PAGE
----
Amsterdam Castle Muiderslot.
In around 1285, the Count of Holland Floris V (1254 – 1296) ordered the construction of a stone keep at a strategic location at the mouth of the river Vecht, the most important waterway to the diocese of Utrecht. In 1296, Floris V was kidnapped during a falcon hunt and later murdered by his own nobles and his castle was destroyed. From 1370, the original Muiderslot was restored and expanded with a residential wing facing the Zuiderzee. The castle was strengthened with earthen walls and bastions in 1576.
Another famous resident was Pieter Corneliszoon Hooft (1581 – 1647), who was appointed as sheriff (drost) of Muiden and bailiff (baljuw) of Gooiland in 1609. By virtue of those positions, he lived in Muiderslot for 38 years. He transformed the castle, giving it the prosperous style of the Dutch Renaissance. P.C. Hooft was best known for the many poems, sonnets, letters and plays he wrote, but he was also an avid student of politics and history. As the son of a mayor of Amsterdam he was used to a busy social life, but in far-off Muiden found himself living a more isolated existence. For example, in one of his letters he lamented, ‘Every day is the same’. Consequently, he would frequently invite the company he missed to visit him at Muiderslot. He received many visitors, particularly in the summer. During the nineteenth-century Romantic period, these guests became known as the ‘Muiden Circle’. This celebrated group of writers, scientists and artists included Maria Tesselschade Visscher and her sister Anna Roemer Visscher, as well as Constantijn Huygens, Casper Barlaeus, Gerard Vossius, Joost van den Vondel, Hugo de Groot, Laurens Reael and Dirck Sweelinck.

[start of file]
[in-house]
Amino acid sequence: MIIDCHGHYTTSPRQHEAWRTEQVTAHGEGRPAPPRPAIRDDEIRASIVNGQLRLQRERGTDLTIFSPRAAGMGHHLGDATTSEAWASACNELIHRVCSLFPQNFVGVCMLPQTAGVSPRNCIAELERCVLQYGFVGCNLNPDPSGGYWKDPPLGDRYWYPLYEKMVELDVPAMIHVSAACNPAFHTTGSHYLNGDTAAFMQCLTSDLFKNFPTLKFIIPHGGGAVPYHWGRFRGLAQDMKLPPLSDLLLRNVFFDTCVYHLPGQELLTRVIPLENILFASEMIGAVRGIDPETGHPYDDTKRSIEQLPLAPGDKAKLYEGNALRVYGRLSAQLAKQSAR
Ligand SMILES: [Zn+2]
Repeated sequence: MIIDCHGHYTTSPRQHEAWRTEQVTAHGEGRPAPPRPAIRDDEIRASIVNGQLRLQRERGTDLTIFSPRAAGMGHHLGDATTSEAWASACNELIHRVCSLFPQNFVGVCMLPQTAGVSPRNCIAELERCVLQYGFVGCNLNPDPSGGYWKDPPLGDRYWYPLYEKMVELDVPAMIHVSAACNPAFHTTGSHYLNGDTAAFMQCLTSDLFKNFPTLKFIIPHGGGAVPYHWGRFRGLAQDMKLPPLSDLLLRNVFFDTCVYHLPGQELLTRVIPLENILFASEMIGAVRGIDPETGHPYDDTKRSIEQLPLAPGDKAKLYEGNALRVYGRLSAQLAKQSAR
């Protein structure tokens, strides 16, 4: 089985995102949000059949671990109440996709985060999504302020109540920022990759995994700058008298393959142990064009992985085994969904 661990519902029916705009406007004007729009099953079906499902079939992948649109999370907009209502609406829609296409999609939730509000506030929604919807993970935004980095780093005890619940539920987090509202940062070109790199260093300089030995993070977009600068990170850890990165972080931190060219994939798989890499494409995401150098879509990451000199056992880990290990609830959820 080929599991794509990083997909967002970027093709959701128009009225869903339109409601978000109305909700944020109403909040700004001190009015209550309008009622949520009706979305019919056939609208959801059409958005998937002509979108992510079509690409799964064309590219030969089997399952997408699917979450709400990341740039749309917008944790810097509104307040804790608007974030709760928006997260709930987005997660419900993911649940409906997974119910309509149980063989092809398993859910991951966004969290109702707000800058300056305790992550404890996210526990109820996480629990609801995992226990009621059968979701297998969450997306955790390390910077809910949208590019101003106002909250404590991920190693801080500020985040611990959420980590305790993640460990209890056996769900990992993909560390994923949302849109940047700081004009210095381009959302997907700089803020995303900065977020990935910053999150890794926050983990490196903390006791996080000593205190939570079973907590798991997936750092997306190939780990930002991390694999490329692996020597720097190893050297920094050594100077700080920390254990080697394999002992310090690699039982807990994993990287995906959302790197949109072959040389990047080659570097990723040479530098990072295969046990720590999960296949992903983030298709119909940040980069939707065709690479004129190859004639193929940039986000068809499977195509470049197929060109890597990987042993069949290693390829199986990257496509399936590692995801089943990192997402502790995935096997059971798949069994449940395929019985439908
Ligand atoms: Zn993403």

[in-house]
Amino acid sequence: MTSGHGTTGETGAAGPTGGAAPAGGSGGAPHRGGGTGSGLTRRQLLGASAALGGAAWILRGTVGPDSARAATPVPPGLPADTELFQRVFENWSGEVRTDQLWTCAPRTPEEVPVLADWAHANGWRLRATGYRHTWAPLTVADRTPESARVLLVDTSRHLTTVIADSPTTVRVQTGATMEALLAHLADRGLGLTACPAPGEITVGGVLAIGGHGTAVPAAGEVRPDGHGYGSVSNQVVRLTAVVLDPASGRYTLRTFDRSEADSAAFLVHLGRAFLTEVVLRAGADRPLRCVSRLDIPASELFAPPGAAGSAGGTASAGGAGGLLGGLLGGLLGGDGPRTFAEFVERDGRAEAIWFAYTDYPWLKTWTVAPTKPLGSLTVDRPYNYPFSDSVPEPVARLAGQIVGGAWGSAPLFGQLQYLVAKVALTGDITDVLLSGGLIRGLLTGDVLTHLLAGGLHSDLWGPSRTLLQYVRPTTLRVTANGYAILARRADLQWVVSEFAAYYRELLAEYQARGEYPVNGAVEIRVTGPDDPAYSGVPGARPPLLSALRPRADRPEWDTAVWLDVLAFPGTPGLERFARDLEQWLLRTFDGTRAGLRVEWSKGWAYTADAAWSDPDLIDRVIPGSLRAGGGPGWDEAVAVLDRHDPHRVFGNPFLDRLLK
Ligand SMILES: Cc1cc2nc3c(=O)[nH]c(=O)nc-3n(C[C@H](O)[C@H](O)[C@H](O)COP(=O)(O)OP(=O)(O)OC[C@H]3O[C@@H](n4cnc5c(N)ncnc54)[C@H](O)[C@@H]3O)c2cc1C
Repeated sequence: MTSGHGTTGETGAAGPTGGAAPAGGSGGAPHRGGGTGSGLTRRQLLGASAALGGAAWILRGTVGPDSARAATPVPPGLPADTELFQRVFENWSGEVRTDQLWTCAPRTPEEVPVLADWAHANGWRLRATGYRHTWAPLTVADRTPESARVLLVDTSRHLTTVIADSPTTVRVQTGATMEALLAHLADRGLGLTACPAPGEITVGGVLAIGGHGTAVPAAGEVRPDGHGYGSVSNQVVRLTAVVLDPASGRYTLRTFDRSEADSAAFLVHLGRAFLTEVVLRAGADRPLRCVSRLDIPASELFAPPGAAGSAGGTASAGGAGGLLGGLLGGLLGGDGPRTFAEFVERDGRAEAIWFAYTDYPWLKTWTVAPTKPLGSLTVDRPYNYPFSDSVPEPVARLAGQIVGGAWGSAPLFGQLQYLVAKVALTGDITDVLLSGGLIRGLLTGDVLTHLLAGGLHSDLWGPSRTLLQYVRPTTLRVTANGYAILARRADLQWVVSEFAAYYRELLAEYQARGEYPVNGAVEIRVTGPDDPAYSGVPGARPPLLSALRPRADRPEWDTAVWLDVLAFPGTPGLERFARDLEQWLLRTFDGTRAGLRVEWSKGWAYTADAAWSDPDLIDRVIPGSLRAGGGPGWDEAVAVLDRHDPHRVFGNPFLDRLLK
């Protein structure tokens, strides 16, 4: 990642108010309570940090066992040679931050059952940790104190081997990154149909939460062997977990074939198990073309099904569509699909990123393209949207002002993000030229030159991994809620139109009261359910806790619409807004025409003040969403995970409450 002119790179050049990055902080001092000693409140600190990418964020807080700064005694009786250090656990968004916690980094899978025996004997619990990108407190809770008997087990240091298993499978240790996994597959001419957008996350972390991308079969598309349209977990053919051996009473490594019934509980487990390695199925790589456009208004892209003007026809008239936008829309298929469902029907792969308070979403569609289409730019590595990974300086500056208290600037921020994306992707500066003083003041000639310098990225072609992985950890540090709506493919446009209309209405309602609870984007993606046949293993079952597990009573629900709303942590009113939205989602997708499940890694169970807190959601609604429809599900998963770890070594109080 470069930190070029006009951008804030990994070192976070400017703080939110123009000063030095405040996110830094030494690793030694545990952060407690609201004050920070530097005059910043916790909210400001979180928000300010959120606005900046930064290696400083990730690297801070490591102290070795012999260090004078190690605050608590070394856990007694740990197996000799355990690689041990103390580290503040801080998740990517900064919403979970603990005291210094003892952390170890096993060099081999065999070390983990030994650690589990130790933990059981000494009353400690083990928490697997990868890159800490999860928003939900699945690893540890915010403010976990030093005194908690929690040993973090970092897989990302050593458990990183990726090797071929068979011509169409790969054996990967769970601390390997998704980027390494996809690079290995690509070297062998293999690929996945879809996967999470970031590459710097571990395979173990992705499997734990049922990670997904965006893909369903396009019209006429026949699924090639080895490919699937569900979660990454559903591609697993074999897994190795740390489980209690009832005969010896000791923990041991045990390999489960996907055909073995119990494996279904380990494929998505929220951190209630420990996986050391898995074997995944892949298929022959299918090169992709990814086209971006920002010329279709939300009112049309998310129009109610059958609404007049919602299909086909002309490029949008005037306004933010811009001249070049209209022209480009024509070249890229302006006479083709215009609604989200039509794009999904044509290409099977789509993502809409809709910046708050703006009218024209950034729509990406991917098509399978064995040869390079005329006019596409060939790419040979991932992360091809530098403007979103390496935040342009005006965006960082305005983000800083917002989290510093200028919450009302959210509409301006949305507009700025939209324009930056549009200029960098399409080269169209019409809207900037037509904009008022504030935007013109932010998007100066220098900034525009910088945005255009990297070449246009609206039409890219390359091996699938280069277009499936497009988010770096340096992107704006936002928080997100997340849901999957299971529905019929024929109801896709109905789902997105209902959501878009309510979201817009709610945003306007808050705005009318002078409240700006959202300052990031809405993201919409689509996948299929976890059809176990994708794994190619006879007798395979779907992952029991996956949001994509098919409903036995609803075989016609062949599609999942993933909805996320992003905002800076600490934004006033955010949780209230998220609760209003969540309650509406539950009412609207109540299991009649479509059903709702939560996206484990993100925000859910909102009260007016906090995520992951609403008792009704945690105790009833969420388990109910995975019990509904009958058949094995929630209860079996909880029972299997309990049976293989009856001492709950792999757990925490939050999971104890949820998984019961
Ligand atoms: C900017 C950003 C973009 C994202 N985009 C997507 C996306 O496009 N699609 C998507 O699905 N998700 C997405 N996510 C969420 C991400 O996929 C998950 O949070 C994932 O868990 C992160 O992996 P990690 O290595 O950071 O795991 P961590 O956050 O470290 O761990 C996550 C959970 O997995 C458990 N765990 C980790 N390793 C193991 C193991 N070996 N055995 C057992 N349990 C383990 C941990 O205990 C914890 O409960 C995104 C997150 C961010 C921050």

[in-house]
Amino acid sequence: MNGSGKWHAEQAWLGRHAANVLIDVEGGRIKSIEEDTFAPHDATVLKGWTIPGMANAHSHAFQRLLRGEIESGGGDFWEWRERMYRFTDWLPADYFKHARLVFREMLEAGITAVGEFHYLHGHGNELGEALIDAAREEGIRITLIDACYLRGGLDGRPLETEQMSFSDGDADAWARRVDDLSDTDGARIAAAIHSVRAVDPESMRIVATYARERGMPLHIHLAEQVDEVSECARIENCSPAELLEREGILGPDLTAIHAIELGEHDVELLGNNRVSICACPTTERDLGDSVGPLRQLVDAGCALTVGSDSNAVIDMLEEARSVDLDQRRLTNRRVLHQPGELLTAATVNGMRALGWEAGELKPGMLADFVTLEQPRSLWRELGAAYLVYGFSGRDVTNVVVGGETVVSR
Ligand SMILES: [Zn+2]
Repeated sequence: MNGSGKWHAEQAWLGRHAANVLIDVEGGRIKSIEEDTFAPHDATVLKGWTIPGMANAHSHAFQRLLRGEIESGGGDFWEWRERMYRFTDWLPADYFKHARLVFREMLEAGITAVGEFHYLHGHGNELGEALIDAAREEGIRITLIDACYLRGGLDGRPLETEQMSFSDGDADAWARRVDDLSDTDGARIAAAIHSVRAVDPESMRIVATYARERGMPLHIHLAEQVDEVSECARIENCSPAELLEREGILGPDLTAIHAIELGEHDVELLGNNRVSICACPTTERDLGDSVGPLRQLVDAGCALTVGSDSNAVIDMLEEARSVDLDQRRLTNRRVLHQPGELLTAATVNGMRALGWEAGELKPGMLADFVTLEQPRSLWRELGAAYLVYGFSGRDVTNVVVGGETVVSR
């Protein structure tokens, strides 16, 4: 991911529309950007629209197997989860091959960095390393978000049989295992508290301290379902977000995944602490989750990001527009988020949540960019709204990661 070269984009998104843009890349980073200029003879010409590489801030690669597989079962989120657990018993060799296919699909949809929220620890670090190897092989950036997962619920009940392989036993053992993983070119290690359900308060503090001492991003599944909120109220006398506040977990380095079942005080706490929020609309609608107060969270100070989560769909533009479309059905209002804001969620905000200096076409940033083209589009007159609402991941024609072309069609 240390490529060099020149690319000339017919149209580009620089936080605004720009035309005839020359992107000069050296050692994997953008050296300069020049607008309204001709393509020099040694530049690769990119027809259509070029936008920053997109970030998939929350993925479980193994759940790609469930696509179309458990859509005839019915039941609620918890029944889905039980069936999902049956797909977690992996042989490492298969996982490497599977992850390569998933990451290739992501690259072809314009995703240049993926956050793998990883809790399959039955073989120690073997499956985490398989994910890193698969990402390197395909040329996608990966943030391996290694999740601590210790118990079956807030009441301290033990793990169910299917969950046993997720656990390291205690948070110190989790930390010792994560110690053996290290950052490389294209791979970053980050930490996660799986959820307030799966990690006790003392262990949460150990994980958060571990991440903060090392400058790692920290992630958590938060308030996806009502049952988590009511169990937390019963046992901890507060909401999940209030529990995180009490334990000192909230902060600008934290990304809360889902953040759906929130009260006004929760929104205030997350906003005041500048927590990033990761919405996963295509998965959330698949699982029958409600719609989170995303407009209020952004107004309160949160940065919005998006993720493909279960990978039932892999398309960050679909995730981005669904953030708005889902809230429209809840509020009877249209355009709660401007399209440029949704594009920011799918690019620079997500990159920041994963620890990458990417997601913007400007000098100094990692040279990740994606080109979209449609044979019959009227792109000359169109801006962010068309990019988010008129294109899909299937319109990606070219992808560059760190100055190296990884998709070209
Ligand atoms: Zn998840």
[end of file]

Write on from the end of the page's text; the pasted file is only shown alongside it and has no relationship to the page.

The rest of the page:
In 1825, Muiderslot was saved from the wrecker’s ball and it became a national museum in 1878. After three major restorations, the castle’s furnished rooms and the garden once again recall the idyllic Dutch Golden Age. The building itself and the extraordinary collection of medieval weapons illustrate the importance of the role Muiderslot played as Count Floris V’s fortress.
The important part that Muiderslot has played for seven centuries in protecting the country against water and as part of the Dutch Waterline, a line of defences against foreign invaders, is highlighted in the Water Shield (Waterschild) pavilion, which was opened in 2012.